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Am J Sci. 1990;290-A:261-94.

Shell structure and distribution of Cloudina, a potential index fossil for the terminal Proterozoic.

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  • 1Botanical Museum, Harvard University, Cambridge, Massachusetts 02138, USA.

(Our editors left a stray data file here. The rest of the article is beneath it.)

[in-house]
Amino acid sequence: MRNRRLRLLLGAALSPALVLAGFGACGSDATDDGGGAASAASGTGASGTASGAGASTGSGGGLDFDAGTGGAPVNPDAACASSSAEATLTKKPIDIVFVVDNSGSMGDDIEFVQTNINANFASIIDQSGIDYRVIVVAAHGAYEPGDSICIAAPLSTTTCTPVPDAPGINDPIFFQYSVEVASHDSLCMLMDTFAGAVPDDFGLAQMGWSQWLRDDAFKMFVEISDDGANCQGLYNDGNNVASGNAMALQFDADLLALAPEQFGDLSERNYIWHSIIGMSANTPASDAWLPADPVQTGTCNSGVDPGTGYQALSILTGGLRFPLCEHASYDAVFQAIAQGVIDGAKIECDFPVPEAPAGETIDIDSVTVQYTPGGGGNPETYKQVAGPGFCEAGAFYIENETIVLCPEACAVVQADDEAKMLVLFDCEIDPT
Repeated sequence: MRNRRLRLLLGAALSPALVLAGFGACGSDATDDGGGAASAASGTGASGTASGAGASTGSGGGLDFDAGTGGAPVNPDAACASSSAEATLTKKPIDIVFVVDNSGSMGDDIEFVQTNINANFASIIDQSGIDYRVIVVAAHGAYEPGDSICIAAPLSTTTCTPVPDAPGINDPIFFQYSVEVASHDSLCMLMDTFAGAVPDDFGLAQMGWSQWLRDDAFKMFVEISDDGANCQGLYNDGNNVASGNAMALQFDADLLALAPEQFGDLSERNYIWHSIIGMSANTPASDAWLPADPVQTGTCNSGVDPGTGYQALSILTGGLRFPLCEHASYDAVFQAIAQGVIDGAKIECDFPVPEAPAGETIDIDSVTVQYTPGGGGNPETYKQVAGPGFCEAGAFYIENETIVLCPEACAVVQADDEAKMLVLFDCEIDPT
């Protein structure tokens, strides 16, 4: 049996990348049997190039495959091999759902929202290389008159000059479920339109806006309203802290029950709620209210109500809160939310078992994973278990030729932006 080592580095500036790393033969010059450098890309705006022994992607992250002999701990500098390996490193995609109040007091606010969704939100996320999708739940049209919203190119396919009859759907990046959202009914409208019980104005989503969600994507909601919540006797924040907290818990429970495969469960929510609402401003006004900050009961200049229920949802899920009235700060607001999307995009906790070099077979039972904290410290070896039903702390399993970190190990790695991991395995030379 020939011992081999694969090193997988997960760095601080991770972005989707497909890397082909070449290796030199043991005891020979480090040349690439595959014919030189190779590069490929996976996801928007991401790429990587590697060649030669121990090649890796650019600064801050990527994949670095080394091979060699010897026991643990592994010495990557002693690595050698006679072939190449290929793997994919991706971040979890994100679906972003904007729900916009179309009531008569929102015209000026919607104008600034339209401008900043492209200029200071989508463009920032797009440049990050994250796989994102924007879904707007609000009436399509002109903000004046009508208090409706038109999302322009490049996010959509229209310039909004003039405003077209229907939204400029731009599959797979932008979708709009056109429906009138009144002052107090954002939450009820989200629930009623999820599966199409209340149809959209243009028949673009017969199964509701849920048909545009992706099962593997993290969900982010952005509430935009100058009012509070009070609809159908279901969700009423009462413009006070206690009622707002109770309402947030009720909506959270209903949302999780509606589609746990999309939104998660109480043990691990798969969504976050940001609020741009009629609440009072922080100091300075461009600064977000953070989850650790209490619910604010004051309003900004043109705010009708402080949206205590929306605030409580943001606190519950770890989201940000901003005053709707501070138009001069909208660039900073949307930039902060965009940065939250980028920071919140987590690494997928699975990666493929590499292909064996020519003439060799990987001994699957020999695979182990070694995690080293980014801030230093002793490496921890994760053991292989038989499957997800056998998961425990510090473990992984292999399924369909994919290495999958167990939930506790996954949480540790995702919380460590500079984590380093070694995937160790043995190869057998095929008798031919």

Cloudina-bearing biosparites and biomicrites in the lower part of the Nama Group, Namibia, contain a wide morphological diversity of shell fragments that can all be attributed to the two named species C. hartmannae and C. riemkeae. The curved to sinuous tubular shells of Cloudina were multi-layered. Each shell layer was 8 to 50 micrometers thick and in the form of a slightly flaring tube with one end open and the other closed. Growth appears to have been periodic with successive shell layers forming within older layers. Each added layer was slightly elevated from the previous layer at the proximal end and was asymmetrically placed within the older layer so that only a portion of the new shell layer was fused to the previous layer. This type of growth left a relatively large unminerialized area between the shell layers which was often partially or fully occluded by early marine cements. The thin shell layers exhibit both plastic and brittle deformation and were likely formed of a rigid CaCO3-impregnated organic-rich material. Often the shell layers are preferentially dolomitized suggesting an original mineralogy of high-magnesian calcite. Both species in the Nama Group formed thickets, or perhaps bioherms, and this sedentary and gregarious habit suggests that Cloudina was probably a filter-feeding metazoan of at least a cnidarian grade of organization. The unusual shell structure of Cloudina gives rise to a characteristic suite of taphonomic and diagenetic features that can be used to identify Cloudina-bearing deposits within the Nama Group and in other terminal Proterozoic deposits around the world. Species of Cloudina occur in limestones from Brazil, Spain, China, and Oman in sequences consistent with a latest Proterozoic age assignment. In addition, supposed lower Cambrian, pre-trilobitic, shelly fossils from northwest Mexico and the White-Inyo Mountains in California and Nevada, including Sinotubulites, Nevadatubulus, and Wyattia, are all either closely related to or con-generic with Cloudina. Hence, it is probable that these outcrops are latest Proterozoic in age, and that Cloudina or Cloudina-like organisms were widely distributed at that time. It is possible, moreover, to suggest that metazoan biomineralization occurred on a global scale by the latest Proterozoic, at the same time that evidence for complex multicellularity and locomotion in animals appears in siliciclastic "Ediacaran" rocks in the form of body and trace fossils.

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